Most organisations found to be performing consistently above minimum requirements might feel they were being damned with faint praise. A far more satisfactory goal would be to consistently outstrip minimum standards.
But when the organisation concerned is Birmingham City Council - a body that only four years ago was regarded as one of the most incompetent local authorities in the country providing rotten services and sub-standard housing - the announcement by the Audit Commission of significant progress on most fronts is a landmark change of course.
The Conservative-Liberal Democrat coalition responsible for running the council since 2004 has had its critics, this newspaper among them occasionally, but today's Comprehensive Performance Assessment three-star grading strongly suggests that Britain's largest local authority is leaving the days of mediocrity behind and is beginning a journey towards excellence.
No one should underestimate the challenges facing city leaders four years ago in rescuing housing and social services from Government intervention. Standards were so bad that Birmingham came within a whisker of being forced to hand over control of two key departments to civil servants from London.
Let the coalition enjoy its moment of triumph, there were after all a great many pundits who thought the unlikely partnership would not last four weeks let alone four years.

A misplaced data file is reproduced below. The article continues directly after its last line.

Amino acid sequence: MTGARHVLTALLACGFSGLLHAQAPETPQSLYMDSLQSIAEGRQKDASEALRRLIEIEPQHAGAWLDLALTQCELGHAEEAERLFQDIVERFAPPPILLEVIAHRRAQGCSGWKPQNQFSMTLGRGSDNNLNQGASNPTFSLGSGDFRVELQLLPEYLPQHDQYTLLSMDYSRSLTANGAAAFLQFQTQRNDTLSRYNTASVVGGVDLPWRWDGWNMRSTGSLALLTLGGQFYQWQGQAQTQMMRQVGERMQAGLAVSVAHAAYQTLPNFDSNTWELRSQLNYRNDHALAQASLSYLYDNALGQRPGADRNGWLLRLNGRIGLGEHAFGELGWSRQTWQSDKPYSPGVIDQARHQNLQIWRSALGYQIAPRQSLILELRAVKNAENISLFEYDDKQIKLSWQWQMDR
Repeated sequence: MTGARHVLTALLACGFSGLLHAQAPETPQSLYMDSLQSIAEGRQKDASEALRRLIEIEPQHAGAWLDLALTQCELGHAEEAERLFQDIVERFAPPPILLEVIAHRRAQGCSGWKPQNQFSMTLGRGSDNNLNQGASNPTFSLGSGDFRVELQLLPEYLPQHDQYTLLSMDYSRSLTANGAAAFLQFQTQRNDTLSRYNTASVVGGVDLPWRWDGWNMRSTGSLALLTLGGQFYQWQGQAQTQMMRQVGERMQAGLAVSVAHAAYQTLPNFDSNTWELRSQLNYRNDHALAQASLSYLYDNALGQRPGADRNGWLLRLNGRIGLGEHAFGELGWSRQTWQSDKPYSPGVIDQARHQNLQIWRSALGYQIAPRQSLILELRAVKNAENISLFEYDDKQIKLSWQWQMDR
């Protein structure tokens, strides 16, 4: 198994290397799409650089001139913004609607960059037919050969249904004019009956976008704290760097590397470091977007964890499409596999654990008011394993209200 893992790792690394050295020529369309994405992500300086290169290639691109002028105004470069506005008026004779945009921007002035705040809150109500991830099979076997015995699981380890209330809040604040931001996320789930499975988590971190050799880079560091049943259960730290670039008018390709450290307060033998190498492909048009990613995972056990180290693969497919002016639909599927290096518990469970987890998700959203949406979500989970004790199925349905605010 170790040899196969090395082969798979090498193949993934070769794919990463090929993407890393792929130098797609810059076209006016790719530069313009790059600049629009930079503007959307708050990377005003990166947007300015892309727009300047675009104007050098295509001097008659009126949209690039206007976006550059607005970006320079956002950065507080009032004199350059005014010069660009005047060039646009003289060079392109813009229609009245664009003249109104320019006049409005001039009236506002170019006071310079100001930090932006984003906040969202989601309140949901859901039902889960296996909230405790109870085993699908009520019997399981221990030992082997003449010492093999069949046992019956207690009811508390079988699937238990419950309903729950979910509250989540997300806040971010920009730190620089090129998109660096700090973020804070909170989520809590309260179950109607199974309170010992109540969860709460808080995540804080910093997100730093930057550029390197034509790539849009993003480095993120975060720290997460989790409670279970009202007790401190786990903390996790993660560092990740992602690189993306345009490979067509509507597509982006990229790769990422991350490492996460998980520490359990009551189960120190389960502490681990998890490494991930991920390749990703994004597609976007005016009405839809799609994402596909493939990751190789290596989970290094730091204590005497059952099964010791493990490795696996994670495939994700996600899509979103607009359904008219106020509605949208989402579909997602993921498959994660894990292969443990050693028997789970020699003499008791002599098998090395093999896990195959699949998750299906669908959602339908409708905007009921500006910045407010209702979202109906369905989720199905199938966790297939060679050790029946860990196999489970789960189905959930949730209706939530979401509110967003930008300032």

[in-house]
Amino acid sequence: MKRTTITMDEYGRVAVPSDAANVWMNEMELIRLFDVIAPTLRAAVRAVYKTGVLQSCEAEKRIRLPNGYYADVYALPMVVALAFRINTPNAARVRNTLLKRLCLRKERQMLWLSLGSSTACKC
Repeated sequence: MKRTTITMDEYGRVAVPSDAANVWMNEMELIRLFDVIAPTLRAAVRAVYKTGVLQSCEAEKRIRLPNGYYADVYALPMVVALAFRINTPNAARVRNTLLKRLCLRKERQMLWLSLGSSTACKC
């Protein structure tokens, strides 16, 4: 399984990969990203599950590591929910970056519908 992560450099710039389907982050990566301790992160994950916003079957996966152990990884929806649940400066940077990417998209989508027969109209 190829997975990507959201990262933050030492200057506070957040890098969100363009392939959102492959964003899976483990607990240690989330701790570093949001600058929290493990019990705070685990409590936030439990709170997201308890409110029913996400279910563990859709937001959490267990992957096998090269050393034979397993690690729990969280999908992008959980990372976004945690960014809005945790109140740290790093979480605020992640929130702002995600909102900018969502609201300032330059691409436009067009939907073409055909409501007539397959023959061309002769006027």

But when the cheering has subsided and the sound-bites have been discarded it must not be forgotten that Birmingham council services, although vastly improved, are still some way from the best in the country. Housing remains at only two stars, denoting adequate performance at minimum requirements, along with transportation, waste disposal, libraries and leisure. It is hardly a ringing endorsement.
Those in charge of the council are becoming better managers, capable of meeting a number of important targets laid down by the Government. Services are improving as a result, but the city remains some way from the inspirational leadership of a Chamberlain-figure.
The challenge now is to rise above box-ticking exercises by taking Birmingham to a new level of efficiency. Council leaders are beginning to show they truly believe in change, by pushing through the pay and grading review and the 10-year business transformation strategy, but four-star excellence is still some way over the horizon.